The role of pancreatic beta-cell function and the impact of beta-cell failure on insulin production recently come under scrutiny by researchers. Because currently available therapies have been associated with hastening the failure of beta cells, the study’s findings that the protein adipsin can augment beta-cell insulin secretion and limit beta-cell death indicate that adipsin may be a valuable tool in the diabetic-treatment toolbox.
Cardiologist, senior author, and assistant professor of medicine and pharmacology at Weill Cornell Medicine Dr. James C. Lo, together with colleagues at Harvard Medical School and Massachusetts General Hospital, set out to explore that potential association. According to Dr. Lo, “A big problem associated with type 2 diabetes is that beta cells stop functioning properly and fade away.”
Initially exploring the role of the adipokine adipsin in mice, the team expanded their animal studies of adipsin to human beta cells and found that adipsin activates the molecule C3a, which prevents damage to, and death of, beta cells. The researchers subsequently discovered that C3a suppresses Dusp26, an enzyme that reduces the health of beta cells, resulting in beta-cell death.
In an effort to study the impact of adipsin on individuals in the general population, the research team evaluated 5,570 subjects already enrolled in the ongoing Framingham Heart Study, which is being conducted by Harvard Medical School and Massachusetts General Hospital. The researchers concluded that higher levels of adipsin in the blood were correlated with lower likelihood of developing diabetes, with those with the highest levels associated with a 50% or greater reduction in the incidence of diabetes when compared with those with the lowest levels of adipsin. Although they noted that “collectively, these data suggest that adipsin/C3a and DUSP26-directed therapies may represent a novel approach to achieve beta cell health to treat and prevent type 2 diabetes,” the researchers pointed out that further studies would be necessary to determine the effects of increased adipsin as a future avenue for drug development.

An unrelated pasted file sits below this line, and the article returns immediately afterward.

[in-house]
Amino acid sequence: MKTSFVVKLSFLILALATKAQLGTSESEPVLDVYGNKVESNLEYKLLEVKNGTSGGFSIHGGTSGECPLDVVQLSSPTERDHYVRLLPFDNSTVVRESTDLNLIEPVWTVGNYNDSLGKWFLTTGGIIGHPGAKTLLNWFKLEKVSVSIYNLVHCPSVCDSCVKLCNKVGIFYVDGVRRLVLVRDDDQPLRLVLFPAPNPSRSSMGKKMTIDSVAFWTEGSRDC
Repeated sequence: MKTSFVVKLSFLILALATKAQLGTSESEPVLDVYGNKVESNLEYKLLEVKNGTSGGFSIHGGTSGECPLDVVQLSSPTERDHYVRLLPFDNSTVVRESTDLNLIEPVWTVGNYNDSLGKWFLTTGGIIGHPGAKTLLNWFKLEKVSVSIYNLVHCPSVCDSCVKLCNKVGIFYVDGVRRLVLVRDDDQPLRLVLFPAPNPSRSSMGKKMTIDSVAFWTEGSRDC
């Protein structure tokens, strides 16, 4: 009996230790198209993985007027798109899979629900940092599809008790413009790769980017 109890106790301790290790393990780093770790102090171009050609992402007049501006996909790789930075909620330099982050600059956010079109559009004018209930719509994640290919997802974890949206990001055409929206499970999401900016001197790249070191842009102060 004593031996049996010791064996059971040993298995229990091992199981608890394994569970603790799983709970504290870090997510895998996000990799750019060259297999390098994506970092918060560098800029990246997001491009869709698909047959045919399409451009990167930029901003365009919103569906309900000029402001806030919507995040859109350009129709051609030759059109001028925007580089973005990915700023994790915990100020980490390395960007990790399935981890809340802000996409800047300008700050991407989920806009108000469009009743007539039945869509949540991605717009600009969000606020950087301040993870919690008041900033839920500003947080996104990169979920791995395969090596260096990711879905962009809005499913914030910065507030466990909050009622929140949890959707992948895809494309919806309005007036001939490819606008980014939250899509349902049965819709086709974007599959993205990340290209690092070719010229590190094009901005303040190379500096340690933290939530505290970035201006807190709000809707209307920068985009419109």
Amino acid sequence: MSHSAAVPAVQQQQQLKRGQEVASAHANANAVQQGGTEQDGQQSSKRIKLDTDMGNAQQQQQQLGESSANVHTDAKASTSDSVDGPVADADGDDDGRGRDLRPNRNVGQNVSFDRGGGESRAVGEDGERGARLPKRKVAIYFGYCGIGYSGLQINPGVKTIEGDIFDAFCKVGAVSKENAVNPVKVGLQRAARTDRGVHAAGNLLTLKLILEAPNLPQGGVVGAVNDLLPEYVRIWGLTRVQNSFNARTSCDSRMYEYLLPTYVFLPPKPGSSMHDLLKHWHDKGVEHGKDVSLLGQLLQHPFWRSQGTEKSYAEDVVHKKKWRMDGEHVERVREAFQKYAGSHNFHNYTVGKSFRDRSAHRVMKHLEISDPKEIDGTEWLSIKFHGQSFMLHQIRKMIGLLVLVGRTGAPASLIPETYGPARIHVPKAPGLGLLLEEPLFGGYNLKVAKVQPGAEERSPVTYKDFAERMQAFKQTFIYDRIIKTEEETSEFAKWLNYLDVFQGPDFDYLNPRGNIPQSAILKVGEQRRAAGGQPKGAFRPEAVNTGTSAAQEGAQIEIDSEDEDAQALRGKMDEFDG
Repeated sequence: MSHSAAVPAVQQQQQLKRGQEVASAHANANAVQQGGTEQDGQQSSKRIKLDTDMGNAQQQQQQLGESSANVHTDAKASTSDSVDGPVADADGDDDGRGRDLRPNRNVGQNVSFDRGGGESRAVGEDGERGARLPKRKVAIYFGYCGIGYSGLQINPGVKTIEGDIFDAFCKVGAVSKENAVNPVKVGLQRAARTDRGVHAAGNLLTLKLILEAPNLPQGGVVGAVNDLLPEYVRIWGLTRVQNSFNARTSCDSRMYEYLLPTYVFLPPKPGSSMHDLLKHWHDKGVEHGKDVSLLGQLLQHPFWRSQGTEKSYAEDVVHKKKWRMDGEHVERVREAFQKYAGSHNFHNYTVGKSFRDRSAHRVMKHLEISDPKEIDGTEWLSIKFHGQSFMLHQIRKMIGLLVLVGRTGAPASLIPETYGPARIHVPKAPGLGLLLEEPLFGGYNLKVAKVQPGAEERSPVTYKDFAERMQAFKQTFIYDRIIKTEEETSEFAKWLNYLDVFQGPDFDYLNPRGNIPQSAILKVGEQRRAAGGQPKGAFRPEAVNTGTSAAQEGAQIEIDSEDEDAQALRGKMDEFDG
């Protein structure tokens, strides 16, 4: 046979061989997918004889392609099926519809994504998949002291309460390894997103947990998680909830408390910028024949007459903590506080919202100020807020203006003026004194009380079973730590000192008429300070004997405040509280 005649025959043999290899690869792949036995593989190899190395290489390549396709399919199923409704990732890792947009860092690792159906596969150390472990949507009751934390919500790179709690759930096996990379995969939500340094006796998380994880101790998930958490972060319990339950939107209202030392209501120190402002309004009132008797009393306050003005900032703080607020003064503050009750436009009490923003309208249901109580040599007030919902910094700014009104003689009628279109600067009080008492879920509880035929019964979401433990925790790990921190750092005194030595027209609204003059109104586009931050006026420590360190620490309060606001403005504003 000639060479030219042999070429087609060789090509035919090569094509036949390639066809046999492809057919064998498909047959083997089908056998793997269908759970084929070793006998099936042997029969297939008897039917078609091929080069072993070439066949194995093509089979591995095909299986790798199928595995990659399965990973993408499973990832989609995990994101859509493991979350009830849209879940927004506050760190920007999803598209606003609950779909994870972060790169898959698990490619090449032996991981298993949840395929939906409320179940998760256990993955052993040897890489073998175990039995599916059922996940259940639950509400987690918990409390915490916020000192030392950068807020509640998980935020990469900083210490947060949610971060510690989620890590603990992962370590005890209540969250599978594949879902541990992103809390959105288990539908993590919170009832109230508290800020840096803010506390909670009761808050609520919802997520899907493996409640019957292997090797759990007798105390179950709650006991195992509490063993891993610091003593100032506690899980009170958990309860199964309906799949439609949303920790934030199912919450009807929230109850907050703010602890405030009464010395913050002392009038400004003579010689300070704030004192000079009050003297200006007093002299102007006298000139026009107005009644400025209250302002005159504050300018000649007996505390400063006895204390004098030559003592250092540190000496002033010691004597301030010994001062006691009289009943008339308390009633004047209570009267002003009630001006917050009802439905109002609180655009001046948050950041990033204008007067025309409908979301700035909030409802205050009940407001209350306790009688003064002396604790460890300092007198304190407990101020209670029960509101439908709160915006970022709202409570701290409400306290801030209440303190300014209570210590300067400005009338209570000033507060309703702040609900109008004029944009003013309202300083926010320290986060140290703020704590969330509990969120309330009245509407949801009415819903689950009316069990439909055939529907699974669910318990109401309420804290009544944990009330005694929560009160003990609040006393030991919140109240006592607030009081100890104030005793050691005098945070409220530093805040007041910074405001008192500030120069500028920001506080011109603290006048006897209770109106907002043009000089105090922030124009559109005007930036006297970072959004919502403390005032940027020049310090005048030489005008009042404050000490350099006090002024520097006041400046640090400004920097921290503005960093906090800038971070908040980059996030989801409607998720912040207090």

Another finding in this study of the Framingham Heart Study subjects was that there was a correlation between the level of adipsin and the amount of subcutaneous fat. Dr. Lo said, “Most people think that fat is associated with something bad, but it’s more complicated than that. Subcutaneous fat is more benign or even protective compared to visceral fat.”
Because type 2 diabetes is associated with insulin resistance and progressive loss of pancreatic beta-cell function and mass, the team theorizes that adipsin stimulation of beta cells, which results in insulin secretion, might be a potential new therapy for diabetic patients. “We hope this could be a novel treatment opportunity,” Dr. Lo said.
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